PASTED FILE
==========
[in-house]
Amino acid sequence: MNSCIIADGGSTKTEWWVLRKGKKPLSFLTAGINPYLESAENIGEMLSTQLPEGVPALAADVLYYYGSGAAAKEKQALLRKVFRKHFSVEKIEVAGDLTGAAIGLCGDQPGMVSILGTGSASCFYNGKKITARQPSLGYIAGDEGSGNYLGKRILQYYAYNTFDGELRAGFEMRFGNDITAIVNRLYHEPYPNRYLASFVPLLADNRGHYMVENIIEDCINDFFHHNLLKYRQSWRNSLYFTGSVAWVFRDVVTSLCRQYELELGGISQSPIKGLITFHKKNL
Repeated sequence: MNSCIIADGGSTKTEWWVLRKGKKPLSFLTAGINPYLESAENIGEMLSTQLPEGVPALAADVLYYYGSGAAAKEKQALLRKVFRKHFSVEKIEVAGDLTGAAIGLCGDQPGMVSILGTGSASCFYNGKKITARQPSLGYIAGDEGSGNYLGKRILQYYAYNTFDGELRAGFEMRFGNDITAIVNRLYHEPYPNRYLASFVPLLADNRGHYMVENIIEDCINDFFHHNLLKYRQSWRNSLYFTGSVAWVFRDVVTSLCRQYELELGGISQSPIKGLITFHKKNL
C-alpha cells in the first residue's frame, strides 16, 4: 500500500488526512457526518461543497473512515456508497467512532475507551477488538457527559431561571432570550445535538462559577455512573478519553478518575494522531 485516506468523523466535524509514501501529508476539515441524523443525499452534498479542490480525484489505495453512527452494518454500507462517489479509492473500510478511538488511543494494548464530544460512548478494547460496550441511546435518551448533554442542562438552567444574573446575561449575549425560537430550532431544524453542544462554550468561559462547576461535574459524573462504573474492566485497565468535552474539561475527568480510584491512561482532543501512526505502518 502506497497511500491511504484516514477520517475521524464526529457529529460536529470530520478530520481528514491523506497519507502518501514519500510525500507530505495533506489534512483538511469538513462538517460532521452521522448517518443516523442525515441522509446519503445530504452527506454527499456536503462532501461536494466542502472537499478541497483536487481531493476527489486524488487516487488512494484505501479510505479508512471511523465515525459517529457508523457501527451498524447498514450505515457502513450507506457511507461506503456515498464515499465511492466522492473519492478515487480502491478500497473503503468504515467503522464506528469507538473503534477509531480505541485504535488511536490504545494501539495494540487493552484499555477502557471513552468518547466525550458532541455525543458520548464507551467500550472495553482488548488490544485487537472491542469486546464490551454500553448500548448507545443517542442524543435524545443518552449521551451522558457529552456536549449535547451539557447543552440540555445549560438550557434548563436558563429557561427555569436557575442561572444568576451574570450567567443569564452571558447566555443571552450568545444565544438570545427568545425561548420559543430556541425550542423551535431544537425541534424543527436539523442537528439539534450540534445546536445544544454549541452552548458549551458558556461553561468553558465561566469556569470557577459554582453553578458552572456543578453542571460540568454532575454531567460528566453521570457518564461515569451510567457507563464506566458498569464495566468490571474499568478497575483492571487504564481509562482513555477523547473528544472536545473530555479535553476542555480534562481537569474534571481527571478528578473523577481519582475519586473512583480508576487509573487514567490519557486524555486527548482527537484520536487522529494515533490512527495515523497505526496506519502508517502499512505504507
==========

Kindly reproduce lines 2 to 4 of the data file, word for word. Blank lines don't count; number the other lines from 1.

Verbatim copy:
Amino acid sequence: MNSCIIADGGSTKTEWWVLRKGKKPLSFLTAGINPYLESAENIGEMLSTQLPEGVPALAADVLYYYGSGAAAKEKQALLRKVFRKHFSVEKIEVAGDLTGAAIGLCGDQPGMVSILGTGSASCFYNGKKITARQPSLGYIAGDEGSGNYLGKRILQYYAYNTFDGELRAGFEMRFGNDITAIVNRLYHEPYPNRYLASFVPLLADNRGHYMVENIIEDCINDFFHHNLLKYRQSWRNSLYFTGSVAWVFRDVVTSLCRQYELELGGISQSPIKGLITFHKKNL
Repeated sequence: MNSCIIADGGSTKTEWWVLRKGKKPLSFLTAGINPYLESAENIGEMLSTQLPEGVPALAADVLYYYGSGAAAKEKQALLRKVFRKHFSVEKIEVAGDLTGAAIGLCGDQPGMVSILGTGSASCFYNGKKITARQPSLGYIAGDEGSGNYLGKRILQYYAYNTFDGELRAGFEMRFGNDITAIVNRLYHEPYPNRYLASFVPLLADNRGHYMVENIIEDCINDFFHHNLLKYRQSWRNSLYFTGSVAWVFRDVVTSLCRQYELELGGISQSPIKGLITFHKKNL
C-alpha cells in the first residue's frame, strides 16, 4: 500500500488526512457526518461543497473512515456508497467512532475507551477488538457527559431561571432570550445535538462559577455512573478519553478518575494522531 485516506468523523466535524509514501501529508476539515441524523443525499452534498479542490480525484489505495453512527452494518454500507462517489479509492473500510478511538488511543494494548464530544460512548478494547460496550441511546435518551448533554442542562438552567444574573446575561449575549425560537430550532431544524453542544462554550468561559462547576461535574459524573462504573474492566485497565468535552474539561475527568480510584491512561482532543501512526505502518 502506497497511500491511504484516514477520517475521524464526529457529529460536529470530520478530520481528514491523506497519507502518501514519500510525500507530505495533506489534512483538511469538513462538517460532521452521522448517518443516523442525515441522509446519503445530504452527506454527499456536503462532501461536494466542502472537499478541497483536487481531493476527489486524488487516487488512494484505501479510505479508512471511523465515525459517529457508523457501527451498524447498514450505515457502513450507506457511507461506503456515498464515499465511492466522492473519492478515487480502491478500497473503503468504515467503522464506528469507538473503534477509531480505541485504535488511536490504545494501539495494540487493552484499555477502557471513552468518547466525550458532541455525543458520548464507551467500550472495553482488548488490544485487537472491542469486546464490551454500553448500548448507545443517542442524543435524545443518552449521551451522558457529552456536549449535547451539557447543552440540555445549560438550557434548563436558563429557561427555569436557575442561572444568576451574570450567567443569564452571558447566555443571552450568545444565544438570545427568545425561548420559543430556541425550542423551535431544537425541534424543527436539523442537528439539534450540534445546536445544544454549541452552548458549551458558556461553561468553558465561566469556569470557577459554582453553578458552572456543578453542571460540568454532575454531567460528566453521570457518564461515569451510567457507563464506566458498569464495566468490571474499568478497575483492571487504564481509562482513555477523547473528544472536545473530555479535553476542555480534562481537569474534571481527571478528578473523577481519582475519586473512583480508576487509573487514567490519557486524555486527548482527537484520536487522529494515533490512527495515523497505526496506519502508517502499512505504507